Securing Children’s Futures

US Navy 060613-N-6501M-039 A group of Filipino children gather together for a picture expressing their happiness after having watched the U.S. Navy ShowbandIn the Presidential debate, it was only Grace Poe who spoke to the child in her five-minute final address. But even there something seemed to be lacking, from my European perspective of course. What future opportunities is she offering the child? Sure it is government with heart she represents – even if it is not clear how she will realize it she has good ideas. Her foundling background does make a difference, makes her a little less blind than many in the Philippines who see extremes of wealth and poverty as a given.

Yet an article by a Swiss journalist shocked me (link) by saying that the Philippines among the 10 countries in terms of under-nutrition of children under five years old according to UNICEF, which itself says the following about the effects of under-nutrition at an early age in the Philippines (link):

Under-nutrition in the Philippines remains a serious problem. The damage to health, physical growth and brain development of children affected by chronic under-nutrition—stunting in the first two years—is often irreversible, impairing them for life and leaving them with lower chances of finishing school and becoming highly-productive adults. Stunting, iron and iodine deficiencies impact learning abilities and intelligence of children. Studies show that populations affected by iodine deficiency have 10 – 15 IQ points less than those not affected.

Chances in life

In most modern countries – Europe (even most of the East by now), North America, Australia, Japan, South Korea, Singapore and more – a child from a poor family will have the chance, given hard work, to become nearly anything he or she wants. Of course the habits of poverty learned from parents – such as lack of self-discipline – can be an impediment that is not easy to overcome. The 4Ps in the Philippines are an important program because they force poor people to send their children to school and have regular check-ups. That is already one step in the right direction. Poe’s idea of free school lunches to motivate the poor to go to school is quite clever – one can see her compassion for children based on her background, and it also addresses the alleged misuse of 4P money by some parents who somehow manage to fake school attendance. But hunger pre-school already impairs children for life as UNICEF has clearly stated.

From securing pre-school nutrition, to making sure children are taken out of abusive households (something that is done in many countries, of course with due process and psychologists involved), to making sure children go to school (in Germany the police come to the house if children don’t go to school, no home schooling allowed), up to K-12, career opportunities just after K-12 especially for the TVET and Business, Accounting and Management – opportunities should be secured and no valuable human resources should be wasted.

The German-sponsored K-12+ program (link) which is TESDA/TVET with Dual Training does give kids on-the-job training in companies (often German) that will most probably give them a job later on. But of course it only reaches those that do NOT drop out before reaching Grade 11-12, or are not damaged by pre-school malnutrition already.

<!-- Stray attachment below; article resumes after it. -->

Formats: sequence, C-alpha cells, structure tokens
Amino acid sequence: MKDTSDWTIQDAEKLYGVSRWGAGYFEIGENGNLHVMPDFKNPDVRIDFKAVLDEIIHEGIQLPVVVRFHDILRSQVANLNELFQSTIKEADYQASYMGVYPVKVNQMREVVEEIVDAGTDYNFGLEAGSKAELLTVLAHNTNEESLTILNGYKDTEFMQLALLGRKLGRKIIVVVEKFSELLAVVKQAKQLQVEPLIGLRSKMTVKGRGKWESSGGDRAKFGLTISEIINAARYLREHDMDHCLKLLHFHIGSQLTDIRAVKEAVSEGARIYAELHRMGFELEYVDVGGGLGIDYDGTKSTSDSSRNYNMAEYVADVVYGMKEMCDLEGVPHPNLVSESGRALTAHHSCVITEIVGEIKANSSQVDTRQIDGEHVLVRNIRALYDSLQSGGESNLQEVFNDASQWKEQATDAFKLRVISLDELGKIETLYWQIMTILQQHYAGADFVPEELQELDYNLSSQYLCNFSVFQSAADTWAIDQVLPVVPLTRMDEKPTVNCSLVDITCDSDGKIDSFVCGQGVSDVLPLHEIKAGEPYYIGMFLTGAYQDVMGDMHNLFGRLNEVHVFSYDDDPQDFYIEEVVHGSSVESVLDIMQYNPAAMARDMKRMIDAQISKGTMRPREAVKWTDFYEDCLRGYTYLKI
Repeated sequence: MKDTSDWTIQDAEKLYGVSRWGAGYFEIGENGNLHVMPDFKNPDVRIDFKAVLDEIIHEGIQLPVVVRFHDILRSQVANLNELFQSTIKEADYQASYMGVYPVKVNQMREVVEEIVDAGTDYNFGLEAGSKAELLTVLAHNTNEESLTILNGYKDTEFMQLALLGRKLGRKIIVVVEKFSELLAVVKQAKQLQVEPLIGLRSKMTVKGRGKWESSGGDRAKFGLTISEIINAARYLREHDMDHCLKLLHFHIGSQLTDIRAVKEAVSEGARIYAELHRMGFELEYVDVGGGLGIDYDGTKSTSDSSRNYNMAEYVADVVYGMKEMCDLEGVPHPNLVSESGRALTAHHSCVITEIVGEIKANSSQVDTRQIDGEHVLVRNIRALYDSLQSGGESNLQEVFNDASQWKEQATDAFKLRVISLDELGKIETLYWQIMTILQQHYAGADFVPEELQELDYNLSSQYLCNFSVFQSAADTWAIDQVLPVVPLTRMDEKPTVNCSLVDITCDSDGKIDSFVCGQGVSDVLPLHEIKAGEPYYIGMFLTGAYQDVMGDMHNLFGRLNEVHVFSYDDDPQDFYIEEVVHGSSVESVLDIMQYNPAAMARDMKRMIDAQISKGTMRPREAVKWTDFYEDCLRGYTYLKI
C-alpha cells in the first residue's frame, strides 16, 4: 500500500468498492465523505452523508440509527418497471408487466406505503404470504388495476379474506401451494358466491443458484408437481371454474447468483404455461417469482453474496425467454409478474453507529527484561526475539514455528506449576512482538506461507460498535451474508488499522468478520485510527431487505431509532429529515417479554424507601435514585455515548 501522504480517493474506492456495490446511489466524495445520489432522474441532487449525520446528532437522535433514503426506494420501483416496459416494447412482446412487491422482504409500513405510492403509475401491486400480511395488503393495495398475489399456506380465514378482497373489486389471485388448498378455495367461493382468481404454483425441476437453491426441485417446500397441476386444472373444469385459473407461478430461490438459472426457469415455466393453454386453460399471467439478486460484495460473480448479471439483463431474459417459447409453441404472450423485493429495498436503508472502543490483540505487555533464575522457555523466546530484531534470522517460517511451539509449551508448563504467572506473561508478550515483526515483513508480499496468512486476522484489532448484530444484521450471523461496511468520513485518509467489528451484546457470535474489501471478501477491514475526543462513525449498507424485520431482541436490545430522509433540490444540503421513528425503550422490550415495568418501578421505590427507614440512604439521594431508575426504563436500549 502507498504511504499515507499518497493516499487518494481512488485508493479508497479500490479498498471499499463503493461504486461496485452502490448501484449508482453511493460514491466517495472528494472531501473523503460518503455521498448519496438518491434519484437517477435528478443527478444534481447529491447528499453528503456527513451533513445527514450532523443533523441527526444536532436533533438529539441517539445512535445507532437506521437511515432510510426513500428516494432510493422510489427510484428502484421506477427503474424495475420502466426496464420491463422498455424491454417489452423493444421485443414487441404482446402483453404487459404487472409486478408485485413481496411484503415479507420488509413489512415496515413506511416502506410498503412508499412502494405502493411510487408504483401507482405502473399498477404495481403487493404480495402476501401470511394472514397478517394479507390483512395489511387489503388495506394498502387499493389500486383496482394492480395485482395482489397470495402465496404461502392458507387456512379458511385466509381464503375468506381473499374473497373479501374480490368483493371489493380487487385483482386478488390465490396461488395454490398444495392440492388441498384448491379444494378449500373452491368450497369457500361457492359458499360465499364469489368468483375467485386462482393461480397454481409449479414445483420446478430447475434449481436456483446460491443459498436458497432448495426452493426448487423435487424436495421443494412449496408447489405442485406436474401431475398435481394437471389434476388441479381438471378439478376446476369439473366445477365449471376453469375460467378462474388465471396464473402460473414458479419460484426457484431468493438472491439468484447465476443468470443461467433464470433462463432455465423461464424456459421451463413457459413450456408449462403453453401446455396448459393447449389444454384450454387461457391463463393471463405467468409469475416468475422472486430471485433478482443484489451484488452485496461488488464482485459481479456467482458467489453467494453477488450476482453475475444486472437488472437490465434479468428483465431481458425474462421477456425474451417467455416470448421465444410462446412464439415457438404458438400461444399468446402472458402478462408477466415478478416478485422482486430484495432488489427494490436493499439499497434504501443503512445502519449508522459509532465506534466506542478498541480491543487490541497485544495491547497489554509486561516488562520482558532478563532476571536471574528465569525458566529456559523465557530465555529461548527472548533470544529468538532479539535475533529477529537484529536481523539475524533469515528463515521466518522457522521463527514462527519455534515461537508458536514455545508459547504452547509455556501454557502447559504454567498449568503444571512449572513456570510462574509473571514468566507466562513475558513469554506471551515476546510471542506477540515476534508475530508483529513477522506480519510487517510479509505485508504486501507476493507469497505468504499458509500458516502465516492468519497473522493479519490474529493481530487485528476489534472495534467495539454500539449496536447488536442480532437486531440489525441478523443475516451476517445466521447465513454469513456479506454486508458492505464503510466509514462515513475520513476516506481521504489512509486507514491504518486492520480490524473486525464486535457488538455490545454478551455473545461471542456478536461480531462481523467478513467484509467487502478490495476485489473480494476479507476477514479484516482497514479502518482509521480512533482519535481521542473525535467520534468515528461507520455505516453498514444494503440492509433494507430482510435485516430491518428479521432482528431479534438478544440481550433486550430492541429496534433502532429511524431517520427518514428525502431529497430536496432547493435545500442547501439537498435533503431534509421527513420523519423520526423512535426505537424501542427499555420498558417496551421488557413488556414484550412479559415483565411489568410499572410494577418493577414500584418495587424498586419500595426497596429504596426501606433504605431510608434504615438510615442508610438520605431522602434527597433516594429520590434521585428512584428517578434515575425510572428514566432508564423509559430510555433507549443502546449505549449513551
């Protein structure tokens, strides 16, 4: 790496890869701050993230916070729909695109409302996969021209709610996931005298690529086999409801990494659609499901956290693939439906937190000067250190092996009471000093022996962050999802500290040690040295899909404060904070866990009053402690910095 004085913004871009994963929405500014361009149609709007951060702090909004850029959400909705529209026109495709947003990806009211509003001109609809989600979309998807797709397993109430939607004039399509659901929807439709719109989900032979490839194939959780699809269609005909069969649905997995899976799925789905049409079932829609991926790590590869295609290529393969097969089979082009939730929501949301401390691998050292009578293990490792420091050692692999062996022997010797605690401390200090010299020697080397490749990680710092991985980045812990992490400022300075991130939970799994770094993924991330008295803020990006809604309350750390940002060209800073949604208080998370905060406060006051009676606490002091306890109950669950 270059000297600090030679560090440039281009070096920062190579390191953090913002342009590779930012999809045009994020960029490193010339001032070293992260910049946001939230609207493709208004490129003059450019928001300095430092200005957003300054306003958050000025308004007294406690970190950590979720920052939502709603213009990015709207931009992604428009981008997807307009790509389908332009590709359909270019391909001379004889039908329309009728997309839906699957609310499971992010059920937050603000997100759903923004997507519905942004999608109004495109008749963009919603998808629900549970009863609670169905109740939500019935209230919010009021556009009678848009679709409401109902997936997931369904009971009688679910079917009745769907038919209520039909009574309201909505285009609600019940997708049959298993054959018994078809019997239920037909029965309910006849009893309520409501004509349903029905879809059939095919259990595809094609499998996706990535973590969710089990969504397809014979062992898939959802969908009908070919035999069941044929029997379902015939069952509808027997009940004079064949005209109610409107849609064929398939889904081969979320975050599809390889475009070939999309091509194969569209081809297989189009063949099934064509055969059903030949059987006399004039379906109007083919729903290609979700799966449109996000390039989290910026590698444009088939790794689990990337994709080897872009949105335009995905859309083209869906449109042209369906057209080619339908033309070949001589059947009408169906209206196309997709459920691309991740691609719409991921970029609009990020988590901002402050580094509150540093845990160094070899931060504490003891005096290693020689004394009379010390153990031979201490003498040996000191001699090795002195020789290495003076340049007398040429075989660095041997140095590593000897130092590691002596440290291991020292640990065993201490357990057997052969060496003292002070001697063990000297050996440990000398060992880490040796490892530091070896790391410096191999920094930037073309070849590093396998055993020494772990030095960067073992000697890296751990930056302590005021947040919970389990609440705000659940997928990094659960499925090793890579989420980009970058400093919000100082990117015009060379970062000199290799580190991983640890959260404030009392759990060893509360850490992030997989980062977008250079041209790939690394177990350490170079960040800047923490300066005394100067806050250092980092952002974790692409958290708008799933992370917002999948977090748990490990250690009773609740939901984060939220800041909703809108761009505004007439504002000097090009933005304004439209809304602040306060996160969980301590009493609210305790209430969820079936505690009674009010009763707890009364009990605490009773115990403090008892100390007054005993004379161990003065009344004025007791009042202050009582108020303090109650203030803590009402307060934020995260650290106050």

Making society competitive

What I have seen here in Germany is that children of Filipino migrants, often not from the “educated” classes, have careers beyond anything their parents could imagine due to the open system. Such a society is usually more competitive as a whole, because those who make it have to earn their spurs. Of course those with more books at home or those who can afford private tutors (or have the right family networks) are still at an advantage. Yet I regularly donate to public libraries – out of gratefulness. I was able to read many books I could not buy in my early years in Germany.

What tends to shock many Filipinos from the more privileged classes who have migrated and come back to visit is how the more advantaged treat their maids or the poor around them. Sure Poe addressed the child, but did she give her a feeling SHE could be the one standing there if she worked hard enough for it? Even many nice to the poor come across, unintentionally, as “charitable”.

Securing the future

Matthew 25:40 (link) says: ‘Truly, I say to you, as you did it to one of the least of these my brothers, you did it to me.’ . Even from a developmental point of view, human resources of a country should not be wasted, they are the most valuable natural resource of any country (link). It is understandable that many families migrate to secure a better future for themselves and their children. Better to make sure people are cared for, given opportunities, before they turn into criminals or families afraid of crime vote for populists with anger as their main agenda. It is not yet too late.

Irineo B. R. Salazar, München, 27 April 2016

17 thoughts on “Securing Children’s Futures

  1. In an evolutionary perspective, it makes sense to have large numbers of offspring so that the fittest will survive.

    In some human societies in the past that has meant lots of babies and big families with lots of infant & child mortality. And this is still happening among huge numbers poor Filipino families.

    I suspect many rich & prosperous Filipinos ‘silently’ think that the problem of huge numbers of poverty struck big Filipino families, is simply insoluble. Especially as the Catholic Church prohibits contraception.

    It is very human to turn our minds and attention from things that cannot be solved. And maybe the attention turns to saints, icons and prayer instead…